Archdiocese of Baltimore files for bankruptcy to evade sexual abuse cases
“The archdiocese of Baltimore filed for Chapter 11 bankruptcy protection on Sept. 29 to preempt child sexual abuse lawsuits which were expected to be filed once a new Maryland law removing the statute of limitations took effect on Oct. 1. This strategic move means that all claims against the archdiocese must be made as part of bankruptcy proceedings, effectively eliminating the opportunity for survivors to tell their stories in civil court, precluding legal accountability and insulating the archdiocese from scrutiny of its past mistakes.” By Michelle Onello, Ms. Magazine

Survivor group sends complaint to Vatican on Paprocki’s ‘secrecy and callousness’
“Four men who say they were sexually abused by clergy gathered outside the Cathedral of the Immaculate Conception Thursday (Oct. 19) to announce their group sent a formal complaint with the Vatican, charging that Springfield’s bishop ‘harms his flock.’ The group also sent a letter to Bishop Thomas Paprocki asking that they be allowed to speak at a Diocesan gathering later this month. “We think that would be a long overdue, welcome gesture on his part, and we think that it would encourage other victims, witnesses and whistleblowers to come forward …’’ said David Clohessy, former national director of the Survivors Network of those Abused by Priests and volunteer director of the Missouri group.” By national Public Radio Illinois


Work still needed to bring justice to sexual abuse survivors, say advocates
“Despite more than two decades of efforts to transform the Catholic Church to bring justice to sexual abuse victims and ensure widespread abuse and its cover-up do not happen again, there is much to be done, advocates say. Barbara Thorp, a social worker and the former director of Office of Pastoral Support and Child Protection for the Boston Archdiocese, told the National Catholic Conference on Restorative Justice Oct. 6 that while great strides have been made in some areas, shocking examples of failure continue to arise.” By Dan Stockman, National Catholic Reporter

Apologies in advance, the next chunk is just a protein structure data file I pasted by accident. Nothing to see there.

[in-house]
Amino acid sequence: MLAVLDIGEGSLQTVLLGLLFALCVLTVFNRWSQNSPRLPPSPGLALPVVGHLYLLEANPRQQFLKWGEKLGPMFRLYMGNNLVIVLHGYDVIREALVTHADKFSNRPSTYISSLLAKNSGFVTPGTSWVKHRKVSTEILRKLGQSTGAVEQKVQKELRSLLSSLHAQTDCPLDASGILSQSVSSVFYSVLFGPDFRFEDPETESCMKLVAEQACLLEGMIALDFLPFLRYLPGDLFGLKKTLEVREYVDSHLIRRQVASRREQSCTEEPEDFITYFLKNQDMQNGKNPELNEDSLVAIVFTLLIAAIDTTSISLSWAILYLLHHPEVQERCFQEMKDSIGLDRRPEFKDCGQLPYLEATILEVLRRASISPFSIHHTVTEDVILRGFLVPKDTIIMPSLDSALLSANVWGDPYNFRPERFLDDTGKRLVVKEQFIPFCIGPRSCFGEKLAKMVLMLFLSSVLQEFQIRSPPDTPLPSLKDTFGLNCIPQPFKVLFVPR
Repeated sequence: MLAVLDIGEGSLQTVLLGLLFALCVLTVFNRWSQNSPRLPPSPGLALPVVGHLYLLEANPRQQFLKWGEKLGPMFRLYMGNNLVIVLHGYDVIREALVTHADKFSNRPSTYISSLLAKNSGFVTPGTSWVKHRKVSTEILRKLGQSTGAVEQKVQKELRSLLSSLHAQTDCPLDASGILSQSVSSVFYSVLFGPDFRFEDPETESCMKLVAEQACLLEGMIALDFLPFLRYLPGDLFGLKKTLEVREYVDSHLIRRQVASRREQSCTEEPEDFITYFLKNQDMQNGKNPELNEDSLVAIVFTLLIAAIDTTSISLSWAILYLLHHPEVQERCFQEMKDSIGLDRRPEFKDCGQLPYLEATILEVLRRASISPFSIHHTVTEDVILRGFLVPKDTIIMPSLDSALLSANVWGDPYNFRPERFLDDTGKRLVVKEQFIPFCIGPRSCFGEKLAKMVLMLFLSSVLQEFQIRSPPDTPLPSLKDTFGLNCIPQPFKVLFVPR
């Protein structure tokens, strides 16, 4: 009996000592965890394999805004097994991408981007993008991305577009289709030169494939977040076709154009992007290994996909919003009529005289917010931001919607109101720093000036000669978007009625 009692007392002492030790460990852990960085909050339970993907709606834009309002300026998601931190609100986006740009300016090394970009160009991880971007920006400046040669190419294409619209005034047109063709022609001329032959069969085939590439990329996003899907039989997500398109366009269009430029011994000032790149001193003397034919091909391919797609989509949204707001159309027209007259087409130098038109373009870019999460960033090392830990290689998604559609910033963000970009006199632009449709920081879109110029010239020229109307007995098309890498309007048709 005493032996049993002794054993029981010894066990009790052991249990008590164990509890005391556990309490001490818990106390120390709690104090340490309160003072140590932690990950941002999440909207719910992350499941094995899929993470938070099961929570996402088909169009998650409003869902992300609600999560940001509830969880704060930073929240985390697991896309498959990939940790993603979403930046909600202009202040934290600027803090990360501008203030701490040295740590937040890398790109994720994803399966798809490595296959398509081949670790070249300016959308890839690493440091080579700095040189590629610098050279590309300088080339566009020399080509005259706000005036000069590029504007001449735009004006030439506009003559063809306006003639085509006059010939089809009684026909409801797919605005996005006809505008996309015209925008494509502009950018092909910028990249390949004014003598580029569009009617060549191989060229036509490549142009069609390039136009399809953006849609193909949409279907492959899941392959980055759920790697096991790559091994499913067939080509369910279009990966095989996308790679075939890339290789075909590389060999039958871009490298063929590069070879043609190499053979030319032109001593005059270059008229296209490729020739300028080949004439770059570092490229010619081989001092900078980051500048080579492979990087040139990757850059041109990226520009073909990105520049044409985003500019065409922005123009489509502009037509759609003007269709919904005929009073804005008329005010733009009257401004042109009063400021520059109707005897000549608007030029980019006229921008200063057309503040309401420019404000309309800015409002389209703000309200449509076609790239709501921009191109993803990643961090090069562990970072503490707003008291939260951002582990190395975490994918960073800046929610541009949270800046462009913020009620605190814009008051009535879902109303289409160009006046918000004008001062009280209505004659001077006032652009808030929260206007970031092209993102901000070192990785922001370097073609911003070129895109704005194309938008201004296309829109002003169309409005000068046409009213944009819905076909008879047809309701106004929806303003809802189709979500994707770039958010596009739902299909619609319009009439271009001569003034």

Victims of sexual abuse demand action from UN and Vatican
“Victims of clerical abuse have traveled to Geneva to urge the United Nations to force the Vatican to honor its international obligations. ‘It’s a pandemic and it has to stop,’ Adalberto Mendez, founder of Ending Clergy Abuse (ECA), told reporters in Geneva on Tuesday (Oct. 3). ‘It’s a huge problem, a human rights problem, not just in Europe, but all over the world.’ In Geneva, members of ECA and victims are due to hold talks on the sidelines of the UN Human Rights Council.” By SwissInfo.ch


At the synod, a new kind of conversation is evolving
“The naysayers about the synod, and those who insist that the synod reach specific decisions on specific topics, are both missing the boat. There is a revolution afoot at the synod, and it doesn’t have to do with who gets ordained or any particular hot-button issue. We are learning how to have a different kind of conversation within the Catholic Church, one that gives voice to all the baptized, avoiding the clericalism and ultramontanism of recent centuries. It is not clear why that worries some people or seems insufficient for others. What is happening in Rome is extraordinary.” By Micheal Sean Winters, National Catholic Reporter